I’ve been called a polar bear hater before. It’s because I’m known to plead with climate communicators to please stop talking about them. I don’t hate them. But polar bears are way down on my list of concerns. And I know I’m not alone. Except for a small slice of the population (you know who you are), polar bears aren’t likely to stir most of us to action on climate change.
Now, some health officials and communications experts are saying the symbol for climate impacts should be a child, not a polar bear. As NPR reported earlier this week, epidemiologist George Luber at the Centers for Disease Control and Prevention says the most obvious risk from a warming world is killer heat—and children, the elderly and other vulnerable populations are most at risk.
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Climate change is abstract and distant-seeming for most people. To engage emotionally and not just intellectually, we need to see what it means personally and locally—and in concrete terms. Communications experts contend that health messages about climate impacts may work more broadly because, unlike the images and stories about polar bears and ice caps, they paint a picture that people can see themselves in—especially in the face of recent heat waves.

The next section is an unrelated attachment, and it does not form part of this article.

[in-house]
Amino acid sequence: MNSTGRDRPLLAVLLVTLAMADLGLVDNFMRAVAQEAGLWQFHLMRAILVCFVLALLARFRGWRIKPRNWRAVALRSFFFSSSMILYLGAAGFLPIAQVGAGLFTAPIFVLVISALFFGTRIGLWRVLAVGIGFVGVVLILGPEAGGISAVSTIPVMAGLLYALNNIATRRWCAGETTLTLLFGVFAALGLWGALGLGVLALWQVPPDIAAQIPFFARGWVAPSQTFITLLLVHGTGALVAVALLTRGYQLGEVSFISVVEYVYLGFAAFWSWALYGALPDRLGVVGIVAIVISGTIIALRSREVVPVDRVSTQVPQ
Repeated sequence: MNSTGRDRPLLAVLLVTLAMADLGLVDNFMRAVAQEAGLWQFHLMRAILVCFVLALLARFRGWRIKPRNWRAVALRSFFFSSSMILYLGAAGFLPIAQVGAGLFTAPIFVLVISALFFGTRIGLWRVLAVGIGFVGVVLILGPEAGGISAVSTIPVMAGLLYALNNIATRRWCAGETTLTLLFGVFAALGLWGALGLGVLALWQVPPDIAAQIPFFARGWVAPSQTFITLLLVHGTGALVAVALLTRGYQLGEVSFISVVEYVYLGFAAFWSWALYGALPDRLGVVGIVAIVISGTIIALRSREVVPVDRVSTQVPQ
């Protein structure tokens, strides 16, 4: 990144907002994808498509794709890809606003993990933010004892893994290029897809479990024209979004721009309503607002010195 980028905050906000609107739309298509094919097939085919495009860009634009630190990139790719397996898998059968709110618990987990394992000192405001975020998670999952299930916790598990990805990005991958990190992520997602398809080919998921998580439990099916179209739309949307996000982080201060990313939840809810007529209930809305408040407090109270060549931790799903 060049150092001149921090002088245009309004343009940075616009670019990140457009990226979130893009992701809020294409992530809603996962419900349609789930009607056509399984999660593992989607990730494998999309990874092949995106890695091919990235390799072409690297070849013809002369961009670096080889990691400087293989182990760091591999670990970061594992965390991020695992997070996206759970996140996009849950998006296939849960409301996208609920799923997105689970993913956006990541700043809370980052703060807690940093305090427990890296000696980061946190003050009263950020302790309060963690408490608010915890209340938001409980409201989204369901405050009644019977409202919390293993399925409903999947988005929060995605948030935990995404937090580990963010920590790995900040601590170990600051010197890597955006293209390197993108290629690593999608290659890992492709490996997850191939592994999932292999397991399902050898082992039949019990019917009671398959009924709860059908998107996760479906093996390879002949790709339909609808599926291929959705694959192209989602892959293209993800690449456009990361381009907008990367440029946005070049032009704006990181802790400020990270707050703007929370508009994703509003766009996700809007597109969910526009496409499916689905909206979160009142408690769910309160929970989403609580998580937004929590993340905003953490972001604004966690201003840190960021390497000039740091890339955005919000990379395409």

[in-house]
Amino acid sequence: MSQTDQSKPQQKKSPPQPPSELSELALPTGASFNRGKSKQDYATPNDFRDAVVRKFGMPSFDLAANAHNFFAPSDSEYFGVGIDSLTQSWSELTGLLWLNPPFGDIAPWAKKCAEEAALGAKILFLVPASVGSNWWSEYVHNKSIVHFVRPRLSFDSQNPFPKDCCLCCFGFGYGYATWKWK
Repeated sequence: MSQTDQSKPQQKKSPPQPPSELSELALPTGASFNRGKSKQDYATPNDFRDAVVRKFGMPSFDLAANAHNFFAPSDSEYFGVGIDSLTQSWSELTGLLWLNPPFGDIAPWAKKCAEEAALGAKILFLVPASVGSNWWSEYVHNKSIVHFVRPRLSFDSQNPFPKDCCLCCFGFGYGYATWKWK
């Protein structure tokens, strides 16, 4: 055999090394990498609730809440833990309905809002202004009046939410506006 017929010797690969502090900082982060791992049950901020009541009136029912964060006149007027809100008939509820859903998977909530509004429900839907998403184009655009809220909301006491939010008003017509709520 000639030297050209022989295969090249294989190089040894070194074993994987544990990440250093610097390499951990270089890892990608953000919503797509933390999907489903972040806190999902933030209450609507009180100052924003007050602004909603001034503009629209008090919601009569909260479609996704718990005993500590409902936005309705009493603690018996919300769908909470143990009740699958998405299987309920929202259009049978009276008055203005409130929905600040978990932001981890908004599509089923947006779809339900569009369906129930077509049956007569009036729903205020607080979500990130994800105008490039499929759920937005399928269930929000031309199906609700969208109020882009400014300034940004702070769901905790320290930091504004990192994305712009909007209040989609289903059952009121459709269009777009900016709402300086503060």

In 1995, about 750 people died from heat in Chicago. Luber says that 70,000 excess deaths were attributable to the European heat wave of 2003. But heat waves are just one climate impact on public health. “Hot air causes more smog, which in turn causes more asthma. Also high on his list are deadly storms, which are likely to become more powerful as the world warms. Infectious diseases can also increase their ranges as the climate changes.”
Social scientists like Matthew Nisbet, an associate professor in the School of Communication at American University, and his colleagues have found that people who are indifferent, or even hostile, to climate change information are more receptive to the issue when it’s talked about as a health issue.
“Not only does it lead to emotionally engaging responses among a broad cross section of Americans, it also helps to localize the issue for people and to view the issue as more personally relevant,” Nisbet says.
It resonates with conservatives and liberals, and even among the broad segment of the public that just doesn’t think about climate change.
The so-called disengaged segment of the population “found the public health frame about climate change the most engaging and the most emotionally compelling,” Nisbet says.
In addition, research shows that health officials are messengers with “special credibility.” They enjoy far more public trust than politicians, journalists, and environmentalists.
But George Marshall, at the Climate Outreach Information Network in Oxford, England, while cautioning against making overblown claims (about climate change being the cause of a particular West Nile outbreak, for instance), says “people will respond to ideas that help them personally, help their families, and help their communities.” He notes that there’s clearly a role for talking about health and climate change in that context.